5 Tips to Maximise Your Salesforce Page Layouts & Improve your UX/UI

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I started tracking my workload in Salesforce a few years ago and monitoring the time spent on different tasks. I was shocked to discover how much of my time was being spent on day to day user support queries. I’m talking about the ones that only take a few minutes so don’t feel very taxing.

With hindsight, I can see that these queries add up and eat into time that could be better spent elsewhere.

Once I started tracking the queries I noticed a pattern – they weren’t bugs, nothing was broken; in fact they were super simple questions. A field has gone missing. A button has moved. It would be easy for us to label these as “user error”, but as Admins, perhaps the responsibility lies with us to put some thought into what we can do to maximise our page layouts and make Salesforce as intuitive and user-friendly as possible?

As busy admins, it can be easier said than done to make the time, but these top tips are easy to implement, and you’ll reap the benefits.

1. Remove Unused Fields

There are free tools available that can help you identify which fields aren’t in use, such as Salesforce Optimiser, Field Trip or Field Footprint (to name just a few)!

If a field isn’t needed its clutter, and clutter is confusing. Fewer fields mean shorter Salesforce page layouts, and less time eyeballing the page to find the field you want.

2. Make Data Requirements Clear

Whenever you create a new field you should plan its requirements, for example, what data you are expecting, in what format and when. Should it:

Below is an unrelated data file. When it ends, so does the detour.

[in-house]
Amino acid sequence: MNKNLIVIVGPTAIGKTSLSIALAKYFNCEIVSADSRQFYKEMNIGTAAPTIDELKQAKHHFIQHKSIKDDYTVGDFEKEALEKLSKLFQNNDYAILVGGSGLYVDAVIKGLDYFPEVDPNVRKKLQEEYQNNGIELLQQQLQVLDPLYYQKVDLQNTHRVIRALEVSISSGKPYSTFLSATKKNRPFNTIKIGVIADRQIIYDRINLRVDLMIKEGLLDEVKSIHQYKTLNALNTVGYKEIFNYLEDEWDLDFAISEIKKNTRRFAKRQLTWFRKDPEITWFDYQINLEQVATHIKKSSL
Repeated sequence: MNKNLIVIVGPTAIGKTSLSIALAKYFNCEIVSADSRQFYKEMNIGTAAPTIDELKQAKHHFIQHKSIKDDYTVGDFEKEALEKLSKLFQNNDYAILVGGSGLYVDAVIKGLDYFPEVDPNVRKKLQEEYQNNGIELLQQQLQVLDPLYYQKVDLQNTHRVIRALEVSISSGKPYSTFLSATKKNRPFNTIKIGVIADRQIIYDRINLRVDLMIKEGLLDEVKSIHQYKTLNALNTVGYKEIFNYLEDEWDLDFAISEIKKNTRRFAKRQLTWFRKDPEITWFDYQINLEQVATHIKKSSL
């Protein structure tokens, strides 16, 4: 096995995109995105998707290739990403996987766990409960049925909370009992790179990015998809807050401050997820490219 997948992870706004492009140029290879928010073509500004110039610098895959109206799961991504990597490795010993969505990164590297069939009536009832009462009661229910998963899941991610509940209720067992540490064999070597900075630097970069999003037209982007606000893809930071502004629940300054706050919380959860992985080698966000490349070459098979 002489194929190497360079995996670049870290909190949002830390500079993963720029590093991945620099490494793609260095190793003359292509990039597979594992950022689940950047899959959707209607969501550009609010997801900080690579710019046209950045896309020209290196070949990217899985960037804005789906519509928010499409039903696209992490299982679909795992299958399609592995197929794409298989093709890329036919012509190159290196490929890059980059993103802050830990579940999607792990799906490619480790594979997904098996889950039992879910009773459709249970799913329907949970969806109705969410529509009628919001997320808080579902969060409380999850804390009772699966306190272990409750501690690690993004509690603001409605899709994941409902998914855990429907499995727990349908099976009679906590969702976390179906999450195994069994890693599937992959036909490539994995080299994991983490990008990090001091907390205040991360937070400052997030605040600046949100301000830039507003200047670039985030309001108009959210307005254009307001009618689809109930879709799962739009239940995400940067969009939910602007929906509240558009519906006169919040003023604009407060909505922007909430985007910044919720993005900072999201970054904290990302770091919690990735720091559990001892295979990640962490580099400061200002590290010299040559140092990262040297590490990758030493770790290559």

• be required universally,
  • on single or multiple page layouts,
  • or only when another field equals a particular value?
  • As well as deciding when a field is required, are you communicating this effectively to your users?

Use validation rules only when there is certain criteria to be met e.g. ‘Stage’ equals won, otherwise opt for a required field. Required fields are more obvious with their red asterisk clearly highlighting them on the page.

When you do need to use validation rules, be sure to create helpful, concise error messages and decide if the message is most useful at the top of the page or next to the field.

Always complete the help text, that way, if your user is unsure they can try to help themselves before asking you.

3. Create Your Own Compact Layouts

The compact layout is the first thing your users see when they navigate to a record so make it count and display the most relevant information. Salesforce gives us default compact layouts, but these may not be terribly useful to your users.

When it comes to leads and contacts, you might want to include the email field, so that a single click loads a new email action. If you have any telephony integration, you could include a phone number so your users can enjoy easy dialing.